The veins in your legs are responsible for moving blood up to the lager veins in the torso of the body where it is then returned to the heart. These leg veins have valves that prevent the backward flow of blood within them. Venous reflux or insufficiency means there is incompetence of the vein valves and this occurs because of vein dilation or enlargement and or dysfunction of vein valves. This happens, for example, in the patients with varicose veins. Venous insufficiency leads to a backup of blood and increased pressure in the veins, thereby resulting in swelling or edema of the legs, ankles and or feet. Edema of the legs also can occur with an episode of deep vein thrombosis, which is a blood clot within a vein. In this situation, the clot in the deep vein blocks the return of blood, and consequently causes increased back-pressure in the leg veins.
Venous insufficiency is a problem that is localized to the legs, ankles and feet. One leg may be more affected than the other (asymmetrical swelling or edema). In contrast, systemic diseases that are associated with fluid retention generally cause the same amount of edema in both legs, and can also cause edema and swelling elsewhere in the body. The response to therapy with diuretic drugs in patients with venous insufficiency tends to be unsatisfactory. This is because the continued pooling of fluid in the lower extremities makes it difficult for the diuretics to mobilize the edema fluid. Elevation of the legs periodically during the day and the use of compression stockings may alleviate the edema.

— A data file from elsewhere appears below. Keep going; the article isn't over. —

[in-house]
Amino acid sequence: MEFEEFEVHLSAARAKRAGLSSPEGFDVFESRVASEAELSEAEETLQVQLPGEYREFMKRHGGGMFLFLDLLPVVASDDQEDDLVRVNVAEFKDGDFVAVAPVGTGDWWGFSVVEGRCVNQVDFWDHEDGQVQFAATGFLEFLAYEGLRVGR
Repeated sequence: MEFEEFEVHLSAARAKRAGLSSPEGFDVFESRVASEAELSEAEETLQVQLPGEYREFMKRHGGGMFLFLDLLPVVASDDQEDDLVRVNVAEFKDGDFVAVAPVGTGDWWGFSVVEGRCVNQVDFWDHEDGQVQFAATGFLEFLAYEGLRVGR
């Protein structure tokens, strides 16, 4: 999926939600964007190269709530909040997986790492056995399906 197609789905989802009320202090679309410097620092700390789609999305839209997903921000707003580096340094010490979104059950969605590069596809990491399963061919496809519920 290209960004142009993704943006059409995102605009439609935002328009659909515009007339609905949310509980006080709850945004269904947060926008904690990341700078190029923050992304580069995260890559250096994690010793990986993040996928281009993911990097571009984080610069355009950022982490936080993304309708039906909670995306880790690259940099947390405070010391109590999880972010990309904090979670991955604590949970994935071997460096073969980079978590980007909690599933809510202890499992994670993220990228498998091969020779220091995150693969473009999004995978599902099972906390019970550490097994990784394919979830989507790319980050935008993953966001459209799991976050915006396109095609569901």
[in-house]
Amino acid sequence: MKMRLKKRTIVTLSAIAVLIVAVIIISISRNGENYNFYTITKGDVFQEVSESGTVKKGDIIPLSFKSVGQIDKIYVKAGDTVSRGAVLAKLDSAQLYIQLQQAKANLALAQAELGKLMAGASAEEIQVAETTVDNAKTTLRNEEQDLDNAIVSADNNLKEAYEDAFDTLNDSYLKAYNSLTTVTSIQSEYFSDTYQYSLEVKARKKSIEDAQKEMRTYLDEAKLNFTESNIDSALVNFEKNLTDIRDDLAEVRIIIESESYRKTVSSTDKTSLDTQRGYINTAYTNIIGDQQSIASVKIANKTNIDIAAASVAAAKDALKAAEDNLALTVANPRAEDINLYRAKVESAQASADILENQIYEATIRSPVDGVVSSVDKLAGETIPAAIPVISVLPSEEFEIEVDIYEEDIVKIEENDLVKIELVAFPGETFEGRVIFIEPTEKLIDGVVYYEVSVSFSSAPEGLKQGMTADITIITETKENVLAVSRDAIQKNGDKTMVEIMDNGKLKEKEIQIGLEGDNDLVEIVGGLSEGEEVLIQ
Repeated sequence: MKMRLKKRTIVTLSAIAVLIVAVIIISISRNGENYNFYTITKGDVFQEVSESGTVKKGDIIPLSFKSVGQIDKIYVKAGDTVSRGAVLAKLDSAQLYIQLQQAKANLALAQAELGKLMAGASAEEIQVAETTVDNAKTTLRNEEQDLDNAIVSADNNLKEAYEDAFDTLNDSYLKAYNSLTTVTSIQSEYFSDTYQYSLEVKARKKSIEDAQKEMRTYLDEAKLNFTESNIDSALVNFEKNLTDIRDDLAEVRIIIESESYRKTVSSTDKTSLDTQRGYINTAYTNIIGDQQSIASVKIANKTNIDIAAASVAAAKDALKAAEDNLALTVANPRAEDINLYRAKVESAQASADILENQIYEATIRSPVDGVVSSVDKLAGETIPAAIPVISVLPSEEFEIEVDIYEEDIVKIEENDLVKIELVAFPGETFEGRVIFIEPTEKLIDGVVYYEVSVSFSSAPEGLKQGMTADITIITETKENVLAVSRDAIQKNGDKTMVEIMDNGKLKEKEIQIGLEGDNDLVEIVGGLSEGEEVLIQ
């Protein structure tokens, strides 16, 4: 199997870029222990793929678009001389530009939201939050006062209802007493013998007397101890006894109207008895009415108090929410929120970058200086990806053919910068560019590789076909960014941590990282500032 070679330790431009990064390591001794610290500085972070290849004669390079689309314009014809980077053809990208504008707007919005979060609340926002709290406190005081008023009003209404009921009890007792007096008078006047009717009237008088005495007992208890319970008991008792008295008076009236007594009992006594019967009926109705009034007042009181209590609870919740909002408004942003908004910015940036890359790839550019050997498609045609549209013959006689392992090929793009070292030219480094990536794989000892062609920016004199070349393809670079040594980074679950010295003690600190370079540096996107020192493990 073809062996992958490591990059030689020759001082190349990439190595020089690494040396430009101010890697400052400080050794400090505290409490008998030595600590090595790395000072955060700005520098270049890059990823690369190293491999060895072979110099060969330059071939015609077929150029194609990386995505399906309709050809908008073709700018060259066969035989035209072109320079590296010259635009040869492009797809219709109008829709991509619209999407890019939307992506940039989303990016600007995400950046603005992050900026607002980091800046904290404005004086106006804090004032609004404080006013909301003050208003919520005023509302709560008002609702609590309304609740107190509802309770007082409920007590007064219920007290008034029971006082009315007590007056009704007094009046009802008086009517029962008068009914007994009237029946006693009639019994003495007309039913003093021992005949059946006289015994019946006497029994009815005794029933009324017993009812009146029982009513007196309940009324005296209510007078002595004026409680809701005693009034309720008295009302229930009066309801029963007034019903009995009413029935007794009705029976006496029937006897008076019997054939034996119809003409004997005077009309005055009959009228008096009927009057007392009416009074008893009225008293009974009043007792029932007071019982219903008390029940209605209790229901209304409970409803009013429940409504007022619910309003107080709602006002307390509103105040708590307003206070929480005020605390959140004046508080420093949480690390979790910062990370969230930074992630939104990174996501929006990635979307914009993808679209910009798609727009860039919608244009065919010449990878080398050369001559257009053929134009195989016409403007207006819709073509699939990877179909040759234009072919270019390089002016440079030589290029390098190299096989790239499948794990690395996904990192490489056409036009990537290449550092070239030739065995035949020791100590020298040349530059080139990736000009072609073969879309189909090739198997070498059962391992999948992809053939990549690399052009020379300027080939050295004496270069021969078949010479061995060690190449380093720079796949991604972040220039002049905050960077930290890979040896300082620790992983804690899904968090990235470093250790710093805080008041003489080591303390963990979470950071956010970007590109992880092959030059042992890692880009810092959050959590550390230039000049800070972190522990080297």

If you are concerned about lower extremity (leg, ankle and or foot) swelling, an ultrasound evaluation may help to find answers. Complete an online assessment or contact Minnesota Vein Center for answers.